Missing from Wileyfox’s services is a user forum. The company has been discussing the possibility of this for some time. However, it is listening to feedback from its customers. Responding to users’ objections, Wileyfox will be making Foxhole and Zen removable in the next update of the operating system.
As Foxhole and Zen are welded into the operating system, you don’t get a chance to remove them, which qualifies them as bloatware.

I wasn’t prepared to give Zen time to share my personal tastes. In part because of the adverts it pushes onto the Desktop (Like Google, Zen tunes these to your personal proclivities by keeping an eye on your browsing history), but mostly on account of the densely packed terms and conditions “agreement” you’re automatically signed up to when the thing is activated. And “activation” happens any time you swipe from left to right across the Desktop screen.

However, until the next Wileyfox update comes round (see yellow box) there’s a neat workaround available. An alternative launcher called Evie is available free of charge in the Google Play store. By disabling Foxhole and running Evie instead you banish Zen and restore stock Android swipe-up access to the Apps Drawer. Recommended.

Breaking News: On the 12th of May Wileyfox issued its promised security update. This fixes the Quick Charge 3 reporting problem, helpfully announcing “Charging Rapidly” when QC3 is in operation. Although it doesn’t make Foxhole removable, the menu brought up by long pressing on any empty space on the Foxhole desktop now includes the option to deactivate Zen.

Notifications and Sharing

Notifications (which you can pull down from the top of the screen) are now bundled together when they’re from the same app.  For example, all your incoming email alerts will appear in the same alert card. And without having to switch into your email client, you can now inspect the individual emails inside the Notifications system, expanding them one by one and even replying or deleting them on the spot.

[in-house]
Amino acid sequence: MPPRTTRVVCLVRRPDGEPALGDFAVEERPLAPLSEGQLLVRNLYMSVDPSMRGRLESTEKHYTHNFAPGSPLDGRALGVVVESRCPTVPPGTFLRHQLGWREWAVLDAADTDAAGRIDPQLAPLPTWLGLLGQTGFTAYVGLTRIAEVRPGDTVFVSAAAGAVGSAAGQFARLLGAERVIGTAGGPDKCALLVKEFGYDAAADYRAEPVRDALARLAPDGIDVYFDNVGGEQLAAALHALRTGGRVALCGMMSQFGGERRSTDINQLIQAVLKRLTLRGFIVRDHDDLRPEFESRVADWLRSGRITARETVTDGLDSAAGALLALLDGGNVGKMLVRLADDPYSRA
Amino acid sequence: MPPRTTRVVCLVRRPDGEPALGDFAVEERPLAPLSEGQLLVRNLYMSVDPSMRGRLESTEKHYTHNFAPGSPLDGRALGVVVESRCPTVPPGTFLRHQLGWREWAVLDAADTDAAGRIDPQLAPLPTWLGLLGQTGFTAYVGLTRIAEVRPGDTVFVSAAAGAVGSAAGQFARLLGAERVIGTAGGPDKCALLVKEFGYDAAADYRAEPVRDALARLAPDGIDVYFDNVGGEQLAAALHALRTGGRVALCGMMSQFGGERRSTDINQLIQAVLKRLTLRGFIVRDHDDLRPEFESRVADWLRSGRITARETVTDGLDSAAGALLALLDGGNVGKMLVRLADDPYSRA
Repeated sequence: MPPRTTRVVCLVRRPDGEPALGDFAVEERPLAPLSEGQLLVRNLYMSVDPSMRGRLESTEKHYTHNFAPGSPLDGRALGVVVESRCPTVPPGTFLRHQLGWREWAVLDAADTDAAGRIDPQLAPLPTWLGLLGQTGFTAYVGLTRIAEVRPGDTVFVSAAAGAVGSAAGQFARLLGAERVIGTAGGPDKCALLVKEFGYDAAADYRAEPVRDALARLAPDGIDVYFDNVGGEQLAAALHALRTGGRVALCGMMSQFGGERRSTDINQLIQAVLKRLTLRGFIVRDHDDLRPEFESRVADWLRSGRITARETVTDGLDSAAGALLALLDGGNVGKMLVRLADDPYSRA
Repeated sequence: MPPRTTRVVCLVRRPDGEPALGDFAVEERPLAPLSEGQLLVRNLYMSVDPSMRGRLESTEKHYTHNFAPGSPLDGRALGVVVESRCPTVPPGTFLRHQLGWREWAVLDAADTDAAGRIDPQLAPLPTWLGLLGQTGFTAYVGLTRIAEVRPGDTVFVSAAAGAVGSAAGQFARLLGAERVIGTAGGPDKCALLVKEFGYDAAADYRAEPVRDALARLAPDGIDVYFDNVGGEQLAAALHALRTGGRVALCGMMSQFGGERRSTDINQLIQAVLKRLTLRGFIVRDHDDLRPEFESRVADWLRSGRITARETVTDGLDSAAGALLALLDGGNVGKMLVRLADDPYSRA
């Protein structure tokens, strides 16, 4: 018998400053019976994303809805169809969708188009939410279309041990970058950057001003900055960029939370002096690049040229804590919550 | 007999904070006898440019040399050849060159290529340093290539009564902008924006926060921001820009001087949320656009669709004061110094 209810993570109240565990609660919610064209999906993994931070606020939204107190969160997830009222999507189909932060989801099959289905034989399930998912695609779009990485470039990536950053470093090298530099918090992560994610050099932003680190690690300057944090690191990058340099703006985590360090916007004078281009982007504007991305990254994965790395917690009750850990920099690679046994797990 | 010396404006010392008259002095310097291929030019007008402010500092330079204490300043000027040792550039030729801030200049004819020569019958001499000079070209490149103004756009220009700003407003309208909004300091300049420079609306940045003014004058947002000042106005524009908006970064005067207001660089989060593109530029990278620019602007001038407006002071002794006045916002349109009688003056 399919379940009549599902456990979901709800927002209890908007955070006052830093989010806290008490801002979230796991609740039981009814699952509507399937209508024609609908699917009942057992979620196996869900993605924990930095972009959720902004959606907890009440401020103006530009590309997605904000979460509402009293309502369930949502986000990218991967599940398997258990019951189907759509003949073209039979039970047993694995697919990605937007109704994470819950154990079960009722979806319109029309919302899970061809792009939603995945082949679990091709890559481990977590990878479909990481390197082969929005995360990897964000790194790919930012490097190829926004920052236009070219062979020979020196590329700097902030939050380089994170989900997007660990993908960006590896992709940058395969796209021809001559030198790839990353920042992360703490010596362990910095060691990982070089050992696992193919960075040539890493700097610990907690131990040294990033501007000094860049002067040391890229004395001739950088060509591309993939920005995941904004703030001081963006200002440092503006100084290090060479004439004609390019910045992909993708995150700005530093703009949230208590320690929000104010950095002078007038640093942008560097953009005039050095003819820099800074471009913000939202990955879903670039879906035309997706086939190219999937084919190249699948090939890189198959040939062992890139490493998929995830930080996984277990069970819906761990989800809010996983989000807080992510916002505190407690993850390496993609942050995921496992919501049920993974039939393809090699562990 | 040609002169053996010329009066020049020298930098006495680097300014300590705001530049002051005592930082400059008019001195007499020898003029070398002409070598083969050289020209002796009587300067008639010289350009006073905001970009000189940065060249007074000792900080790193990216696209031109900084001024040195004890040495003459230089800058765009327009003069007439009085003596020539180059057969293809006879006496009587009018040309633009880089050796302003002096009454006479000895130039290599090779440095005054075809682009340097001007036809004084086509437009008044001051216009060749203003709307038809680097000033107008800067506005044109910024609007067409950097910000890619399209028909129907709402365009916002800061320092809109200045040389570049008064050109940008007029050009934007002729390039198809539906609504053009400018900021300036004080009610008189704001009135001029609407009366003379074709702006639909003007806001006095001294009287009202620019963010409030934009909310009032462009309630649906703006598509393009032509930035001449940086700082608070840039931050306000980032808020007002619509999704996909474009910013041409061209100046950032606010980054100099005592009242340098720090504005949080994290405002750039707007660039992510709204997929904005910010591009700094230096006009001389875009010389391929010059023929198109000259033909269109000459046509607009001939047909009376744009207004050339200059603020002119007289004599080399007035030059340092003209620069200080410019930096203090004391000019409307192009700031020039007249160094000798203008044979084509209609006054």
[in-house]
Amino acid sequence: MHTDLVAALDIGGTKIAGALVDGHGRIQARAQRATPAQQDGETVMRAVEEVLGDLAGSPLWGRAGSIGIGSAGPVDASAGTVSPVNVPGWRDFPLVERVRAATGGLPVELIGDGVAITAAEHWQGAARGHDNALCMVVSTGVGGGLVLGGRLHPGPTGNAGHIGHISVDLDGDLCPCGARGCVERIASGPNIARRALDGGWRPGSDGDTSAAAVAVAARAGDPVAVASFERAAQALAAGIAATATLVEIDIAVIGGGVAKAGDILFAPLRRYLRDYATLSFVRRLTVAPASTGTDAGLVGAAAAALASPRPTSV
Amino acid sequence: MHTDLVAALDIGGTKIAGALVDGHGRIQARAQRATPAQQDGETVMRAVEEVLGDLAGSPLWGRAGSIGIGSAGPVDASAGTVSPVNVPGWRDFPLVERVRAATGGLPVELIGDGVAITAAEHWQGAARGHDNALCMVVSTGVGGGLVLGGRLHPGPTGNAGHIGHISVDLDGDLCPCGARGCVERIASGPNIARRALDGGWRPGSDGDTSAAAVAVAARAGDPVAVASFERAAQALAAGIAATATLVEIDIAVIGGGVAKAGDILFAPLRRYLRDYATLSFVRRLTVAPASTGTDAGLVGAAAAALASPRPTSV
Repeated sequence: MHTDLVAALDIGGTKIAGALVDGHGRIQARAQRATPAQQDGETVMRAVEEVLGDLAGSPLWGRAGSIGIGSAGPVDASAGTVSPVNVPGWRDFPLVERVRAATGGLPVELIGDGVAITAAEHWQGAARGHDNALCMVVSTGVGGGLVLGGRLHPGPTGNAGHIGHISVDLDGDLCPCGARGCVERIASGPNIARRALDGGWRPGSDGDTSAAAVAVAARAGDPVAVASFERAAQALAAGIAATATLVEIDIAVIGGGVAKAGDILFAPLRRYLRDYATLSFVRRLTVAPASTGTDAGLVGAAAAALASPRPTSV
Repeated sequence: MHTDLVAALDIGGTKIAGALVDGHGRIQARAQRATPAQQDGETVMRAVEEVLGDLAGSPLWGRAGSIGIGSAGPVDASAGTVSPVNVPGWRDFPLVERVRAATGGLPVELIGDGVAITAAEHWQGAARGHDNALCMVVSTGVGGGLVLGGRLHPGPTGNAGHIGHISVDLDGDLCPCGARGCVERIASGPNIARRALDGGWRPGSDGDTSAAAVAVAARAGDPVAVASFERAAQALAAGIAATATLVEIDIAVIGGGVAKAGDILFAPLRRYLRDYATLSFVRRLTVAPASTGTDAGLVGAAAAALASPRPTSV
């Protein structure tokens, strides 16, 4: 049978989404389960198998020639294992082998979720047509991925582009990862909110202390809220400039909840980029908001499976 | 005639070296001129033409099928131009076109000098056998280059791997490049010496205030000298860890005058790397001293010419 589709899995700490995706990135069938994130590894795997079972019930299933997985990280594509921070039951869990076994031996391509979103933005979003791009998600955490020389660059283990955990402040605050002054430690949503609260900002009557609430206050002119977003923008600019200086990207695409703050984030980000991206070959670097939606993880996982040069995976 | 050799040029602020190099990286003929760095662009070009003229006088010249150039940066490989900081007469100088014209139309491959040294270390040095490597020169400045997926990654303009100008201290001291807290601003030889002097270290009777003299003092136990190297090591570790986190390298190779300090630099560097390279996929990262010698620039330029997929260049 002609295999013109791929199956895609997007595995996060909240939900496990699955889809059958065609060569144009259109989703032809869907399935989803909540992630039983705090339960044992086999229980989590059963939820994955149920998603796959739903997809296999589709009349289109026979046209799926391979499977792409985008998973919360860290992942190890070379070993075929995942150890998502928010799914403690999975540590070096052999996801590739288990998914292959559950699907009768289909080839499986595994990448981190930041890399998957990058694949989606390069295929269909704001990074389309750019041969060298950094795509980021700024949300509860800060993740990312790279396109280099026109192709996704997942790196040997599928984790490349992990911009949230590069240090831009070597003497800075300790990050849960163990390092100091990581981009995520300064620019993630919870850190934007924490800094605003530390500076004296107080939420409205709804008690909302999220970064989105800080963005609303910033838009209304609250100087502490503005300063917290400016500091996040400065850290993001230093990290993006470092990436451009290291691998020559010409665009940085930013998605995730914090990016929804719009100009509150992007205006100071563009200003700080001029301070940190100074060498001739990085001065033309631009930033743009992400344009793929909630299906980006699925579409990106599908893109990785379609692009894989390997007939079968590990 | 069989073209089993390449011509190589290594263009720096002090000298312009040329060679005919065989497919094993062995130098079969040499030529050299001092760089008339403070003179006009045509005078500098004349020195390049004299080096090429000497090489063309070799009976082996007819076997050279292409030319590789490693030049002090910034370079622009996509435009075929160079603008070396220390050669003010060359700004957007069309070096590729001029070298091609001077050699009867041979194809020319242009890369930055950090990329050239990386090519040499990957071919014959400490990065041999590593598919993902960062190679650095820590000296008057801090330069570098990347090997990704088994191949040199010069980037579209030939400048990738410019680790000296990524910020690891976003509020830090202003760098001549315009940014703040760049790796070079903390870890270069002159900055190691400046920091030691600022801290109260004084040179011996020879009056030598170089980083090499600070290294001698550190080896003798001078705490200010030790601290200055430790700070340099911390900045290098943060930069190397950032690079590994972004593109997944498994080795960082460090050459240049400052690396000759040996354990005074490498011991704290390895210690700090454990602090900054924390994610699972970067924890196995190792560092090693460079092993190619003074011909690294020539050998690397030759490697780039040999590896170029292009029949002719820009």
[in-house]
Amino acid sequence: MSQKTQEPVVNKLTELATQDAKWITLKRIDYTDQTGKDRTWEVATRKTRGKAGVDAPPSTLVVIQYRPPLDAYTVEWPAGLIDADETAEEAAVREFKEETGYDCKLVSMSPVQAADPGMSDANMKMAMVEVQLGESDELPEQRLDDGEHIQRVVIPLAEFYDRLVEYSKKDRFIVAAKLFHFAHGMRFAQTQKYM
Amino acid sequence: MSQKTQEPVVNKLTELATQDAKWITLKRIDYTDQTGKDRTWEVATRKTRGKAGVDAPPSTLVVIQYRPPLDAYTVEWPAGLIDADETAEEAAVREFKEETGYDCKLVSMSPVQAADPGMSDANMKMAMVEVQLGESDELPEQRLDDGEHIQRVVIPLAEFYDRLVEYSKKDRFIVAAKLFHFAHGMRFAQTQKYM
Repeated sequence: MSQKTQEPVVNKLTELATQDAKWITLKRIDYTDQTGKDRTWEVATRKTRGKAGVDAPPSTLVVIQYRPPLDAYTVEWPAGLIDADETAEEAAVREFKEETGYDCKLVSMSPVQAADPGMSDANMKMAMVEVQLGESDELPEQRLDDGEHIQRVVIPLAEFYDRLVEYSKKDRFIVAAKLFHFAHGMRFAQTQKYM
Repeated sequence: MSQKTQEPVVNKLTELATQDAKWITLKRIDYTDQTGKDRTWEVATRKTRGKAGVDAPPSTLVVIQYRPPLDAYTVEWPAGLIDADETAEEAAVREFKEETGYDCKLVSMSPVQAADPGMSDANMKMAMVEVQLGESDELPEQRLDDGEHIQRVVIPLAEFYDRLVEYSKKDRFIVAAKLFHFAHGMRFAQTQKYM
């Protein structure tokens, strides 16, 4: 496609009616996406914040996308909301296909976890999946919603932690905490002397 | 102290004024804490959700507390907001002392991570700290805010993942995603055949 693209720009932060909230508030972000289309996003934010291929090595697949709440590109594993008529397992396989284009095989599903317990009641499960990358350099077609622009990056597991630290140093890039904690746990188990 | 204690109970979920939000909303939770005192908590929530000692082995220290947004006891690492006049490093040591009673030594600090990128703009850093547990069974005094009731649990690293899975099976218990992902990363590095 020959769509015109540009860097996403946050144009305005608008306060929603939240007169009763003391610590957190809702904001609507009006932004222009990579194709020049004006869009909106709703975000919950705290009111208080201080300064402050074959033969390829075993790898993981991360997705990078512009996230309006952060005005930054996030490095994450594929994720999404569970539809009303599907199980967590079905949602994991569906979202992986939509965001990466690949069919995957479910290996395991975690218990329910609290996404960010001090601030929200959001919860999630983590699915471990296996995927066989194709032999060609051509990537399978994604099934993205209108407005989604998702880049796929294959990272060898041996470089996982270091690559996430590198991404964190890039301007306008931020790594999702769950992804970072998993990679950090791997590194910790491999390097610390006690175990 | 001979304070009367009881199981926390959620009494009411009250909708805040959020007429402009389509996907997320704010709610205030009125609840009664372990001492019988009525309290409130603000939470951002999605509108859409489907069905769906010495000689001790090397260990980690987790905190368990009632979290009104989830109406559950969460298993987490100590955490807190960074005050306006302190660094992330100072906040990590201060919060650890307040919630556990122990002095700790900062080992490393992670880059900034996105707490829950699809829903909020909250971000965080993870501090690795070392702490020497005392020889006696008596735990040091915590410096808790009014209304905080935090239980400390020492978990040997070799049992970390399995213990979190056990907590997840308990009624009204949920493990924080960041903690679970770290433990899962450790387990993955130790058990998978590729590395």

Sharing in Android derives from an old UNIX idea that apps should be able to pass on data from one to another without explicitly having to save the data between each handover. Most Android apps are able to share like this with most other Android apps that would find the data relevant.

But this flexibility creates a minor problem. When you hit the share button you may be presented with a large bunch of possible share candidates, having to hunt among them to find the one you need.

With Nougat you can now long press on a share candidate to pop up a menu that allows you to pin that app to the top of the share list.

More to Come

The new operating system features, combined with the very slick industrial design of the new Swift 2s, make these smartphones a real joy to use. But we haven’t covered everything yet, and I’ll be rounding up some of our other findings in part 3 of this extended review.

Chris Bidmead


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One Comment

  1. Thank you the hint explaining how to disable Zen! Very helpful!